Which Joe gave his name to ‘sloppy joes’? We look at five interesting sandwiches and their lexical origins.
The process by which a less familiar spelling of a word is changed ‘logically’ to a more common one is similar to the process known as reanalysis. This is the way in which, over time, people replace an obscure word within a phrase with one that sounds similar but is more understandable and seems to make more sense.
A good example of reanalysis is the development of the phrase ‘to curry favour’, meaning ‘to ingratiate yourself with someone’:
The prime function of an MP is to promote the interests of their constituents, not to curry favour with the party leadership.
The original form of this phrase was actually ‘to curry favel’, which probably sounds rather puzzling. Favel was the name of a chestnut horse in a 14th-century French tale who was renowned for his cunning and duplicity. ‘To curry Favel’ would literally have meant to stroke him or groom him (curry = to groom a horse with a special comb) but the expression came to have the extended meaning ‘to act deceitfully or hypocritically’.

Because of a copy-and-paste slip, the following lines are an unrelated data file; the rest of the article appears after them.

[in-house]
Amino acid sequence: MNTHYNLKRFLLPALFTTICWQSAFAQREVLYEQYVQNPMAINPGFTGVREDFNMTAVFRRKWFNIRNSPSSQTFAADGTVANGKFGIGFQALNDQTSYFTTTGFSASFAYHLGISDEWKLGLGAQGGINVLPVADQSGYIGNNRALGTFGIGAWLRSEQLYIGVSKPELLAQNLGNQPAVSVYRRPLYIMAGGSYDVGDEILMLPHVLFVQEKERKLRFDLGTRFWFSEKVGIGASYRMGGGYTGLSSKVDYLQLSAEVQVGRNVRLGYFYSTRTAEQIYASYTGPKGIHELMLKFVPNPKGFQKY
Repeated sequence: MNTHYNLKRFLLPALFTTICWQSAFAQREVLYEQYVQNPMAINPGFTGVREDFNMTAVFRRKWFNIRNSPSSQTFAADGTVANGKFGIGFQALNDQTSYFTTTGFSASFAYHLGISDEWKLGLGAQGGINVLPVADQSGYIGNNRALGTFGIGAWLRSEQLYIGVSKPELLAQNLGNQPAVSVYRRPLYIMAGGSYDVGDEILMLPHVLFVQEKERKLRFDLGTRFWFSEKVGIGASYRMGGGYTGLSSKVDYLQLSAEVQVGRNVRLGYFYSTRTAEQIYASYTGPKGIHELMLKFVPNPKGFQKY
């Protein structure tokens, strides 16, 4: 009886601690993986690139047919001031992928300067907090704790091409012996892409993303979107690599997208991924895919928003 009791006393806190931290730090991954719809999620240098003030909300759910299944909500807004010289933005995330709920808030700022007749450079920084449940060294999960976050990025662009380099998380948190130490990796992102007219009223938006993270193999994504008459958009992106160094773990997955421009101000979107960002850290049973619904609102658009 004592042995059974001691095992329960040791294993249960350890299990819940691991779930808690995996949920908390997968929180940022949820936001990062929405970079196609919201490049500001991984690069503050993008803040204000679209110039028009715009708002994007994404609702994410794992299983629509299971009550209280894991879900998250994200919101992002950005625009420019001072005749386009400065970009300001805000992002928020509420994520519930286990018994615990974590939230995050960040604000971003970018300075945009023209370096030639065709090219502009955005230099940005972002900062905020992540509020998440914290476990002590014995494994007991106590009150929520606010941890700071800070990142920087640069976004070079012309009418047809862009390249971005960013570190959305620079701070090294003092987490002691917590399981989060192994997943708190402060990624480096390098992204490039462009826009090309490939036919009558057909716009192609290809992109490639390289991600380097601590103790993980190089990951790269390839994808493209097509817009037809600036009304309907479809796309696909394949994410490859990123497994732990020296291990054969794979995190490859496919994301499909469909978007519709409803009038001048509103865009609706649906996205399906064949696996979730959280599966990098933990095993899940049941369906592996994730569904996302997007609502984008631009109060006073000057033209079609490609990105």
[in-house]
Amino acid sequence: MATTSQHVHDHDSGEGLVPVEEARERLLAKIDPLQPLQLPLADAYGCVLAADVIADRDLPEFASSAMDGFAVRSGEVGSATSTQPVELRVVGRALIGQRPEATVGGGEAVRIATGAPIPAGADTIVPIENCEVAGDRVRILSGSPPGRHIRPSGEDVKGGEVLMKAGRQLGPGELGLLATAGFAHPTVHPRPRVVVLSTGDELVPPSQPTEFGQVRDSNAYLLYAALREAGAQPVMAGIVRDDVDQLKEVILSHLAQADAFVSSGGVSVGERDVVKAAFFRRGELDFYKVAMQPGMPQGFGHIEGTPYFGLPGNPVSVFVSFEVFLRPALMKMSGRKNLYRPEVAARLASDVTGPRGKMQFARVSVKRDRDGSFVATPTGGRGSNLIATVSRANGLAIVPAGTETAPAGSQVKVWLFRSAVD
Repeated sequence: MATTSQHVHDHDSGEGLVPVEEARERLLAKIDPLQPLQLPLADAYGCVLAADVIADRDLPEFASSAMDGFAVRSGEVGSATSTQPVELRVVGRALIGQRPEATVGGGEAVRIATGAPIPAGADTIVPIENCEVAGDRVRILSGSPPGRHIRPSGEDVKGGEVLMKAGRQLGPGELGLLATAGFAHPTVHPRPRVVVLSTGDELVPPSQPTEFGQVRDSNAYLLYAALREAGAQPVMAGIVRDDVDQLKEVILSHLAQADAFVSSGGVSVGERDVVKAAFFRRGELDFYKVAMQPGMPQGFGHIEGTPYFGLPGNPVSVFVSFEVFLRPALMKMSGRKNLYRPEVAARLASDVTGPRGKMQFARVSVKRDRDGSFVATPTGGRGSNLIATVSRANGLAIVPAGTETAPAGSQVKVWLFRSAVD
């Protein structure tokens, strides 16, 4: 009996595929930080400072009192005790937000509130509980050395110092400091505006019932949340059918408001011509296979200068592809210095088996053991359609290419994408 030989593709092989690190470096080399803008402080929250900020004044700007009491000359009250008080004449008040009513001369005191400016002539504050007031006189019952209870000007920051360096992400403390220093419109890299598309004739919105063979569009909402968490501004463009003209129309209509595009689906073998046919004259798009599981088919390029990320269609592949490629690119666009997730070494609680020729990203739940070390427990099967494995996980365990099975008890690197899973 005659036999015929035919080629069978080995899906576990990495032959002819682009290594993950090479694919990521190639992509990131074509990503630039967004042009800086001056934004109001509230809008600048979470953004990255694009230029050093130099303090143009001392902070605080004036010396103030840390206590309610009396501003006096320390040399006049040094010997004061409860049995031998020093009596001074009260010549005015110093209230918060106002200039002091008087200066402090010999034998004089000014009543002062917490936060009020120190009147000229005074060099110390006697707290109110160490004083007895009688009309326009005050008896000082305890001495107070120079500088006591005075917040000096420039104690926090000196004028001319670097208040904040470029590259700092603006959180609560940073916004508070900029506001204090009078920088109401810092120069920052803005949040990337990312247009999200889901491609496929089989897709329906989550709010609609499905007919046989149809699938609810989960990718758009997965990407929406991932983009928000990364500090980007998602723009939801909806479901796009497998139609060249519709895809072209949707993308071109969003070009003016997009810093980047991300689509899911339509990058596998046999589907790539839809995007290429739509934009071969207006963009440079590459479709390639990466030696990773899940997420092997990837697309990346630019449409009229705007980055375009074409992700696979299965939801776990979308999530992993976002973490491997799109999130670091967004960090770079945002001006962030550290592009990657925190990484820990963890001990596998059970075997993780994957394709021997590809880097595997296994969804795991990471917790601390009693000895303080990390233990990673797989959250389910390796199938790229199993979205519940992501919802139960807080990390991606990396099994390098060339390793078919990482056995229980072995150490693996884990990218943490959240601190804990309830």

As time passed, the French horse was forgotten and the name ‘Favel’ was replaced by the similar-sounding word ‘favour’, which probably made more sense to later writers than ‘Favel’. The ‘mistake’ was repeated by other writers and eventually it became the accepted form of the phrase.
We take a look at several popular, though confusing, punctuation marks.
From Afghanistan to Zimbabwe, discover surprising and intriguing language facts from around the globe.
The definitions of ‘buddy’ and ‘bro’ in the OED have recently been revised. We explore their history and increase in popularity.